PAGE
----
What is Google Drive?
In its simplest form, Google Drive is a cloud-based file storage and synchronisation solution where you can store files of pretty much any type. However, it is so much more than that. Google Drive allows users to create, share, access and collaborate on files from anywhere, on any device. What’s more, Google’s infrastructure and security settings means that it is impossible for files stored on Drive to fall victim to ransomware. Thus, by using Google Drive, you can rest assured knowing that your organisation’s important files and data are always safe and secure.
What are the benefits of Google Drive?
As with all of the Google tools, using Google Drive provides organisations with many benefits. We’ve listed some of our favourites.
No back-up’s required
Traditionally, organisational files were stored on servers, meaning that they were prone to deletion or loss. This meant that data had to be backed up multiple times which was often a costly and timely process for businesses. Using Google Drive and storing your files on the cloud means that you don’t need to worry about this. When you put something on the cloud, it stays there (unless you delete it).
Another great feature of Drive is its level of accessibility. Users can access their files from anywhere, on any device. Simply sign in to your account (with 2-factor authentication enabled as we’d always recommend) and you’re ready to work. Moreover, with desktop and mobile versions of Drive you can be assured that you will always have the best user experience.
In addition, Drive works offline as well. Therefore, even if you aren’t connected to the internet, you can still work on your files. Any changes you make whilst offline will automatically sync once your connection has been reestablished.
What is My Drive & Shared Drive?
Two of the main pillars of Google Drive are My Drive and Shared Drive. Whilst both serve as storage space for files, it is crucial to understand their differences and how each should be used.
Files in My Drive are owned by you and can only be viewed and accessed by you unless you share it with another user. Opposingly, files in a Shared Drive are owned by the organisation and can be accessed by each member of the Shared Drive. They allow for greater control over organisational data and folder structures with tailored permissions which ensure that the right people have access to the right files.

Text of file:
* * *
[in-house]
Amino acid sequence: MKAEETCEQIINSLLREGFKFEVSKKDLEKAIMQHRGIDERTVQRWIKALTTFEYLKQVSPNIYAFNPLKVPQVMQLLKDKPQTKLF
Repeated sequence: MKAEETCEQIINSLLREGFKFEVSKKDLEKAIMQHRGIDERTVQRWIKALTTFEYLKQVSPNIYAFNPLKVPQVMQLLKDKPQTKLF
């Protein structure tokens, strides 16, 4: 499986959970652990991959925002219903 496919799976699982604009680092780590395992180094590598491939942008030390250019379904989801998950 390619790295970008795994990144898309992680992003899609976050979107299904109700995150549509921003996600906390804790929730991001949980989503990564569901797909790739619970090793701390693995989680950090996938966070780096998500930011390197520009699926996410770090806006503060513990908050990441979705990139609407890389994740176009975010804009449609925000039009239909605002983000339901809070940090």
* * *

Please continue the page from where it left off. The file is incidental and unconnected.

Whenever you start creating a file in Google Workspace, it will automatically be stored in your My Drive. So, how do you know when to move a file to a Shared Drive? Cobry recommend you consider the following:
Is the contents of the file sensitive only to you? If so, keep it in your My Drive.
Is the contents company-wide information or useful to a team or group project? If the answer is yes, move the file to the appropriate Shared Drive.
Best Practices for keeping files in Google Drive safe
As technology has continued to improve and become more secure, the biggest threat to organisational data is deletion or malicious use by employees. This means that even as great and secure as Drive is, it is still susceptible to human error. Therefore, we have offered some advice that will help you prevent human mishaps on your data.
Principle of least privilege
Principle of least privilege (PoLP) is a concept belonging to information security which asserts that in order to protect your data, users should be given the minimum level of access or permission needed to complete their professional responsibilities. When sharing files with others, Google Drive provides you with the ability to customise the level of permission depending on the user. These levels of access are: Viewer, commenter and editor. Thus, we recommend that, in keeping with PoLP, you give collaborators the least amount of access that they need. For example, if they only need to review a document but have no stake in editing it, give them commenter access, and so on.
Link Sharing Permissions
One of the great things about Google Drive is how easily and quickly you can share files with others, especially when copying and pasting a link. This, however, can also impact the level of protection of your file. Therefore, it is extremely important to understand the various permission options available when sharing using a link. They are: restricted, your organisation, and anyone with the link.
This is the safest way to share a file using a link. It means that only those who have been given access to the file (via email invite) will be able to open the link.
This means that anybody in your organisation will be able to use the link to access the file when signed into their Google Workspace account, no matter their position in the organisation.
Anyone with the Link
This is the most dangerous way to share a file using a link. This means that anybody on the internet will be able to click on the link and access the file.
Therefore, Cobry recommends that you consider the sensitivity and importance of your file in order to choose the most appropriate way to share it.
Finally, regularly auditing files that have been shared externally is a great way to ensure that your organisational data is only being accessed by those who need it. At Cobry, we use the great third party tool Tricent to do this.
Ready to start your Google Workspace journey? Don’t hesitate to get in touch, we’d love to hear from you.